Key NGO pulls out of blood diamond scheme
London - Campaign group Global Witness has pulled out of the
Kimberley Process, a scheme designed to prevent “blood diamonds” from entering
the mainstream market, calling the scheme outdated and a failure, almost nine
years after its launch.
In a damning statement on Monday, Global Witness said the
Kimberley Process had refused to close flaws and loopholes and accused the
diamond-producing governments running the scheme of showing little interest in
It said customers buying diamond jewellery still could not
be sure whether their gems had been used to finance armed violence and
“The scheme has failed three tests: it failed to deal with
the trade in conflict diamonds from Côte d’Ivoire, was unwilling to take
serious action in the face of blatant breaches of the rules over a number of
years by Venezuela and has proved unwilling to stop diamonds fuelling
corruption and violence in Zimbabwe,” said Charmian Gooch, a director of Global
“It has become an accomplice to diamond laundering - whereby
dirty diamonds are mixed in with clean gems.”
The Kimberley Process earlier this year allowed Zimbabwe to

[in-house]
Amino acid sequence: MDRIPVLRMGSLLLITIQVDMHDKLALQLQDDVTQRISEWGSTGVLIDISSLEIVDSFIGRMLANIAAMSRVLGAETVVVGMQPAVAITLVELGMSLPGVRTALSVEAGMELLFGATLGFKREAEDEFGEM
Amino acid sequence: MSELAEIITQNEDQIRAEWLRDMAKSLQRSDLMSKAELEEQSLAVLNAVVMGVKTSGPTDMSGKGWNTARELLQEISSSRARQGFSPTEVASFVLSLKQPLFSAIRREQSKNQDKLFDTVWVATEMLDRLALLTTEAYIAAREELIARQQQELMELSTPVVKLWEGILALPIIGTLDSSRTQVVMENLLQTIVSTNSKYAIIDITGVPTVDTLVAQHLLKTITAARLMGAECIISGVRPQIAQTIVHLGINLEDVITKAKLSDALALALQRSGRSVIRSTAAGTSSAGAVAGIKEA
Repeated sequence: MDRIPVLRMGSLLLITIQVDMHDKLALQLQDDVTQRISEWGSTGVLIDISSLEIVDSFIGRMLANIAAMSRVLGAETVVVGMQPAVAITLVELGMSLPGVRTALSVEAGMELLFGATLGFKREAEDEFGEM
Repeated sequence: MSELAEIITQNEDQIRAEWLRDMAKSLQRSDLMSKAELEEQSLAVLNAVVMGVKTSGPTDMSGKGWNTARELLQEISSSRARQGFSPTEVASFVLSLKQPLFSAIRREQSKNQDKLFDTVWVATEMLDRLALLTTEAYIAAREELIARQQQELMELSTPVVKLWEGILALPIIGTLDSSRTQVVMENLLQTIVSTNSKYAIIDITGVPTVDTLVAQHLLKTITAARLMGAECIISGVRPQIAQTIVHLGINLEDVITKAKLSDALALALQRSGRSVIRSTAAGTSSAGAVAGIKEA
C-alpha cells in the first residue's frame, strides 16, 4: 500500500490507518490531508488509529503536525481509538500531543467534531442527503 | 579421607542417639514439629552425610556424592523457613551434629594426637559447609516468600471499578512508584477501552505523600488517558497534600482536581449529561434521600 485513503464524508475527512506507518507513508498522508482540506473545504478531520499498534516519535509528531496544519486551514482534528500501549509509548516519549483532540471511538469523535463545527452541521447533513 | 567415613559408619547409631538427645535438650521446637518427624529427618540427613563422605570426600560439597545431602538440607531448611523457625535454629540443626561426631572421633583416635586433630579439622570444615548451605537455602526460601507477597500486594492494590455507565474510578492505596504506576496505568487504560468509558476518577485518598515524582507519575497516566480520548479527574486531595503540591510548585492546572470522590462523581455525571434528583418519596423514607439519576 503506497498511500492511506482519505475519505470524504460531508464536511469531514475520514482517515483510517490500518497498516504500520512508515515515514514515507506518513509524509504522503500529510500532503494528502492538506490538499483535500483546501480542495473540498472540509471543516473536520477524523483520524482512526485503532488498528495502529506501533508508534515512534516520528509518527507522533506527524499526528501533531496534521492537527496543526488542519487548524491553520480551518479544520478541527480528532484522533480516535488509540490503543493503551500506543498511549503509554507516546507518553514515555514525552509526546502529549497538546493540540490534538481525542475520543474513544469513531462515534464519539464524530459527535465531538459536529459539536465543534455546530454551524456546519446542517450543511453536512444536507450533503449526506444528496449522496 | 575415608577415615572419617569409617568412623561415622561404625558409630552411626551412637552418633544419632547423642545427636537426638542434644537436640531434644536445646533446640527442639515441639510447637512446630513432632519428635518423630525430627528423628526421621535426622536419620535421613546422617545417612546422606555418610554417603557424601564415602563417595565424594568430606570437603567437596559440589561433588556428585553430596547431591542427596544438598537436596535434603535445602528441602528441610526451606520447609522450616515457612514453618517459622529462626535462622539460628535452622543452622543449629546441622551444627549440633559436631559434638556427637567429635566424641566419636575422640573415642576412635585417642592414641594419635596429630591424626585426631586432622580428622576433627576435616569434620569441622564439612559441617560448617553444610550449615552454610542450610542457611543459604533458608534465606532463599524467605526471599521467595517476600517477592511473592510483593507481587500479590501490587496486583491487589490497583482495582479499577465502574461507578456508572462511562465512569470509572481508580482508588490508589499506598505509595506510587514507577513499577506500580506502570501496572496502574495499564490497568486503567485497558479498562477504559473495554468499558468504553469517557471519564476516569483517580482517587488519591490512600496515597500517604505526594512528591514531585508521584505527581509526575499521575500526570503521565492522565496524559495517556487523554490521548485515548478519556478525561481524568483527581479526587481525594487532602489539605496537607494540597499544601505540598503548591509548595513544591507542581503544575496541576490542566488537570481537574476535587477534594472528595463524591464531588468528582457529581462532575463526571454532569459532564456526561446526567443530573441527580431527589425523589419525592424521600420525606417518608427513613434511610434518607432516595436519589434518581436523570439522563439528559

begin exporting diamonds from its Marange region, where diamond fields were
seized by security forces in 2008 and at least 200 artisanal miners were
killed, according to human rights groups.
That move has been criticised by watchdogs including Human Rights Watch,
Global Witness and others, and several groups walked out of Kimberley Process
meeting in Kinshasa in June. Exports from Marange had been suspended since
2009, and campaigners have highlighted ongoing abuses and smuggling.
The Kimberley Process, a government-led rough diamond
certification scheme, was launched in 2003 and requires member states to bring
in control systems.
Global Witness, which campaigns against natural
resource-related conflict, corruption and associated abuse, said it had written
to the chair of the Kimberley Process to announce its withdrawal as an official
The concept of “blood” or “conflict” diamonds was first
highlighted by organisations like Global Witness and others in relation to
countries including Sierra Leone and Liberia, where years of civil war and
abuses were funded with gems.